Tue, Mar 05, 2019 - Page 5 News List

Firms vie for Australian surveillance contract

Reuters, AVALON, Australia

Major global defense contractors want to sell Australia on cutting-edge technology such as high-altitude, solar-electric powered drones and optionally crewed aircraft to keep an eye on the oceans.

Airbus SE, Leonardo SpA, Northrop Grumman Corp and Lockheed Martin Corp are among the companies that have expressed interest in providing the Australian Department of Home Affairs with such equipment, showcased at the Australian International Airshow last week.

The four companies said they have responded to a request for information issued late last year; the next step, after the Australian government responds, would be to submit proposals.

The final contracts could be worth several hundred million US dollars, depending on the scope, according to two industry sources who declined to be named because they were not authorized to speak to the media.

The country is looking to replace 10 Bombardier Inc Dash 8 maritime patrol turboprop planes that began service more than a decade ago.

Australia has the world’s third-largest economic exclusion zone behind France and the US, and the world’s largest maritime search and rescue region, covering about 10 percent of the Earth’s surface.

Australia faces smuggling of people, drugs and weapons; illegal fishing; and search and rescue at sea, making it an ideal market for sophisticated aerial surveillance technology.

“What works for large merchant ships or naval formations may not work for a tiny wooden vessel moving at slow speed with no electronic signature,” said James Goldrick, a retired Royal Australian Navy rear admiral and former border protection commander.

Canberra aims to have all of the new equipment operating by 2024, the department said when it announced the request for information in late October last year.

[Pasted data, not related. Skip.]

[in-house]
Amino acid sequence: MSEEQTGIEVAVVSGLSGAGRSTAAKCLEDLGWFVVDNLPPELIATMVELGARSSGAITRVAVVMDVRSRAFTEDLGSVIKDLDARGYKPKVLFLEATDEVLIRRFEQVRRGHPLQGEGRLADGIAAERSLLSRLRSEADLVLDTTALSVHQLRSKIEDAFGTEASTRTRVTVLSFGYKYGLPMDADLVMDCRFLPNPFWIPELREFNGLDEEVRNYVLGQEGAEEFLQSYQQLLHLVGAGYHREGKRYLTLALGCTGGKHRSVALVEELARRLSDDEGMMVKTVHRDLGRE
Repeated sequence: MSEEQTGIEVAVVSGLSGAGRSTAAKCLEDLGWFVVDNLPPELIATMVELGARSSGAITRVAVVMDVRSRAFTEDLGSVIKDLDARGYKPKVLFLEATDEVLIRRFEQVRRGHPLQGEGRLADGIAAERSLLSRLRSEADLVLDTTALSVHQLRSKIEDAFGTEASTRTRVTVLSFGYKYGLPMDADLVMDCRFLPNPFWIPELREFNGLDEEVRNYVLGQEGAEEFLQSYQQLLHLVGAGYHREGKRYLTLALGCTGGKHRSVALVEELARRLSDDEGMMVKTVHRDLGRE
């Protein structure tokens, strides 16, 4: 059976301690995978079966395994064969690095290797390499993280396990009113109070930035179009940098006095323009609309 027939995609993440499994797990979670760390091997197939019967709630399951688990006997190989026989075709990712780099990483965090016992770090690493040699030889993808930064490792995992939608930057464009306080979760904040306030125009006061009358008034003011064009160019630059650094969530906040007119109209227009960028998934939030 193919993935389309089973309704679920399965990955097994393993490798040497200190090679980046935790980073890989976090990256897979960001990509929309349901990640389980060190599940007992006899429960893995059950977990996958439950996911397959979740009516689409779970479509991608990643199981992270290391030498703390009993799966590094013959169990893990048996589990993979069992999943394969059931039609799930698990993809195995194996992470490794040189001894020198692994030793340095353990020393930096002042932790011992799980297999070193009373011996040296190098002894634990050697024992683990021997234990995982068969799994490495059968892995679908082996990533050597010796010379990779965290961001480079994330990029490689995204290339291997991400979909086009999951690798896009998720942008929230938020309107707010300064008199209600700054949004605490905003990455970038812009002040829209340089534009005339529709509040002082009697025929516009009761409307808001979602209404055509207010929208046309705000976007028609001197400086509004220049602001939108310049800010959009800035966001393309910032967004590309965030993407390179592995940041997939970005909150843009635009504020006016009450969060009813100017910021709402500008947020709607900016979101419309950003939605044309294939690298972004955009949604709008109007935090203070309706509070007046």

A Home Affairs spokesman on Friday said that the government had received 67 responses from industry by the end of November and that no decision had been made on next steps.

Australian Minister for Home Affairs Peter Dutton, who oversees the Australian Border Force, said in October the contract would be a “very significant investment,” without providing further details.

An election is to be held by May and the opposition Labor Party is favored in polls, but Goldrick said he expected any incoming government would issue requests for proposals.

The Home Affairs contract would build on Australia’s military capabilities, including seven Boeing Co P-8A Poseidon submarine-hunting jets. Five more P-8As have been ordered.

Last year, Australia ordered six Northrop Grumman Triton maritime surveillance drones, which would cost A$6.9 billion (US$4.9 billion) in total, a person familiar with the transaction said.

Northrop Grumman is marketing its medium-altitude, long-endurance, optionally crewed Firebird aircraft as a way to compliment the larger and costlier Triton for the border security contract.

Firebird “could be tasked to go to very specific things if you want to keep an eye on a certain target of interest for a long period of time while Triton goes off and goes after the broader surveillance,” Doug Shaffer, the manager of the Triton program, told reporters.

France-based Airbus and Italy-based Leonardo are both marketing solutions based on the large amount of maritime surveillance equipment each company already has operating in their home markets.

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